As we are counting down to L59 2020, it’s time to get to know the people who are there for startups throughout the L59 week – the mentors.
Meet Eli Schwartz – Growth Consultant and Advisor. Eli is an SEO expert and consultant with more than a decade of experience driving successful SEO and growth programs for leading B2B and B2C companies. He helps clients like Shutterstock, BlueNile, Quora, Getaround, Mixpanel, and Zendesk build and execute Global SEO strategies that dramatically increase their organic visibility at scale.
Kristen Davis is a consultant and advisor at CinqC. Kristen provides pragmatic expertise in strategy, adapting and integrating new technologies & techniques to start-ups and established organisations that: need to quickly get their product to market, see their market disrupted and their revenues eroded, want to take their organisation outside of its comfort zone, have to evolve or expand to remain robust and pertinent today and tomorrow.
And Julius Bachmann who is a founder coach, venture capital advisor and musician based in Berlin. As a Partner at Volate, he works with European founders on tackling personal, organisational & business growth topics. He serves as an advisor to the European Commission and Joyance Partners, a US early fund focused on health and happiness.
What do you think is most challenging about mentoring in general?
Eli: From a mentor standpoint, you feel like you can only lead a person in the direction they should go but the actions are totally up to them. If they don’t believe your opinion and/or experience they aren’t going to take action on your advice. Otherwise, I find mentoring to be incredibly rewarding and I have met so many interesting people.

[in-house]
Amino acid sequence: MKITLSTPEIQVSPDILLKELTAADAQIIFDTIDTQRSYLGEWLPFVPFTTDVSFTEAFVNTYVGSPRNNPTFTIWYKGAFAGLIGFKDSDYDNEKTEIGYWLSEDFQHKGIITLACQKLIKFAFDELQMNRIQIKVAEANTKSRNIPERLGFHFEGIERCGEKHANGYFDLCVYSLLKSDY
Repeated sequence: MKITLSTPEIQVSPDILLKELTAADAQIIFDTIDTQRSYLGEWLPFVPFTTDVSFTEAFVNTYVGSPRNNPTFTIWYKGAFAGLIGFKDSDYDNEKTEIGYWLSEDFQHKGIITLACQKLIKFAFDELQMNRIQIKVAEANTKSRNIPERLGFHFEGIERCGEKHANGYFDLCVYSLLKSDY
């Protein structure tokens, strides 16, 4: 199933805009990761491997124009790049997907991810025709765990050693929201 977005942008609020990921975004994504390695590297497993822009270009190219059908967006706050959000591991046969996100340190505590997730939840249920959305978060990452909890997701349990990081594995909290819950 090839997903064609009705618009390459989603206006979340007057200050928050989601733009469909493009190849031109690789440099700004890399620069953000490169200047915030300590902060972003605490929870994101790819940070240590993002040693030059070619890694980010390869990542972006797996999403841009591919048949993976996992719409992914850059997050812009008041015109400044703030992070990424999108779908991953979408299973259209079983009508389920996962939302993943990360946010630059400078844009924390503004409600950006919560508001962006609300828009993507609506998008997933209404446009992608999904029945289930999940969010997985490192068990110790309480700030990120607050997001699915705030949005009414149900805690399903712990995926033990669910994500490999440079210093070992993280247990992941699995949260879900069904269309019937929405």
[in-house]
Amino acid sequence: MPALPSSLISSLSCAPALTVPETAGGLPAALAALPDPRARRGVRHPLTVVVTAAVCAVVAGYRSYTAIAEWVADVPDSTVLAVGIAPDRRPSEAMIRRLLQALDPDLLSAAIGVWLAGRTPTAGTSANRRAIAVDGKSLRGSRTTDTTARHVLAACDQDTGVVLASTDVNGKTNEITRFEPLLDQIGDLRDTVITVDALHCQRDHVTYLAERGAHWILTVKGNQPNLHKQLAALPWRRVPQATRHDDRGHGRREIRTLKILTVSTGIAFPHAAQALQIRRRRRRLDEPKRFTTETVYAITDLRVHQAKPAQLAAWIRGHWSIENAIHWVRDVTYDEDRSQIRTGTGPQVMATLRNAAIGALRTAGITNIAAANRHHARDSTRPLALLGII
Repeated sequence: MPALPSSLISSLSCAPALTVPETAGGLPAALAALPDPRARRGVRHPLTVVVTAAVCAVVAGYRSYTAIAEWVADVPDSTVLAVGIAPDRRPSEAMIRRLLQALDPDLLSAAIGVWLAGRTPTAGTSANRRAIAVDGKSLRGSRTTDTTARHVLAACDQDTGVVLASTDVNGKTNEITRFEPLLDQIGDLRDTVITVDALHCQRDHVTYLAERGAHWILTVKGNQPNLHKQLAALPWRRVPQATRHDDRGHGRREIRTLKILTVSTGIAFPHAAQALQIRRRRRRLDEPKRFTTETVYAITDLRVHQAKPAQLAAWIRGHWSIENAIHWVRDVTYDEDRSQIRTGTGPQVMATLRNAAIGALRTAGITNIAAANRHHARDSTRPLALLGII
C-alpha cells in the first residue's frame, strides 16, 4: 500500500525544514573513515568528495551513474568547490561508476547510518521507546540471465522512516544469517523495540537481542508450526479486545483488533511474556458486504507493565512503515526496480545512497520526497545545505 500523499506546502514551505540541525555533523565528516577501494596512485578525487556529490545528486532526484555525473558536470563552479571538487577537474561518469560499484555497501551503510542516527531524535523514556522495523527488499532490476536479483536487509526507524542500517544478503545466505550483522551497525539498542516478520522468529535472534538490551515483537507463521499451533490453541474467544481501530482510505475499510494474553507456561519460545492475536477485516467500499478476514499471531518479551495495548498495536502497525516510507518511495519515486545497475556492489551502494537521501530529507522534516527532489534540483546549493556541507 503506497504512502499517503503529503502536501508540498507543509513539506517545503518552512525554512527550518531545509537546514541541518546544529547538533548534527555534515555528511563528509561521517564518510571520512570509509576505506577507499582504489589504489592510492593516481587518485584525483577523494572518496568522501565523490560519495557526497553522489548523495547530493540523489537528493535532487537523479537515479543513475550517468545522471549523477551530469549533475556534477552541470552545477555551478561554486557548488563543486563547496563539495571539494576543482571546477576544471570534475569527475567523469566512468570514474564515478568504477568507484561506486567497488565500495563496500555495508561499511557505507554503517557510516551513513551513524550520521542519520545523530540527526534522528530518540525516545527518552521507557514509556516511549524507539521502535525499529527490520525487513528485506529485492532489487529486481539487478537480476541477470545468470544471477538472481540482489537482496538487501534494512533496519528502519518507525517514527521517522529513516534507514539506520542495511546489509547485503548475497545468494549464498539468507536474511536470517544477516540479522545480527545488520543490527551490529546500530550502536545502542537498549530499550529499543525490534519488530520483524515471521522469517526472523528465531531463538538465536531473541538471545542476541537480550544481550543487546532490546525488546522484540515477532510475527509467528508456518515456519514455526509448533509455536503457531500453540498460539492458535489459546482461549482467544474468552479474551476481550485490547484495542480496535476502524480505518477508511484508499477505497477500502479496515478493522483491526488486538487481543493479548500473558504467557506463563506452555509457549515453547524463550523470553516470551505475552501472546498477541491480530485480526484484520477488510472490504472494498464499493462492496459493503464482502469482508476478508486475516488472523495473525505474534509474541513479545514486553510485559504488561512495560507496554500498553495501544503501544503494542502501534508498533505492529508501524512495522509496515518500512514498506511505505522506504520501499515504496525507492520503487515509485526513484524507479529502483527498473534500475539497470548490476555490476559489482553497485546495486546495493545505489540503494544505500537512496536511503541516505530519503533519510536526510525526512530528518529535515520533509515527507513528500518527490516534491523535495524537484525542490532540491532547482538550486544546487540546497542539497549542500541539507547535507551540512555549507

Julius: The single biggest challenge is avoiding advice without providing context: if mentoring means imposing my opinion on a founder, I have succumbed to a lose-lose game. My experiences are shaped in a unique context. It is my responsibility to help the founder derive his or her own solutions.
Kristen: I feel there are 2 essential keys to mentoring: Quickly and accurately assessing the context and person/team you’re working with in order to create a trust bond between you – the foundation for any mentoring relationship, and giving the most pertinent and pragmatic advice possible – something the person I’m working with will be able to envisage themselves doing and feel empowered to try. It requires deep listening and careful questioning.
Not only does my counsel have to be feasible but it must also be relatable – it must connect to the individual and the objective they’re trying to achieve or problem they have to solve. This sounds obvious but sometimes guiding a person down the most efficient path is not the right route for them – what seems rational to me might not seem that way for you. Coaching and mentoring is about helping people understand the Why as well as the How so as to increase their confidence and autonomy in deciding What to do next.
So far, what has been the most rewarding part about mentoring for you?
Eli: I once had the opportunity to mentor someone who was looking to make a change in her career. We discussed the different directions she could take and as the result of one conversation, she quit her job and pursued finding what she believed would truly be her dream job.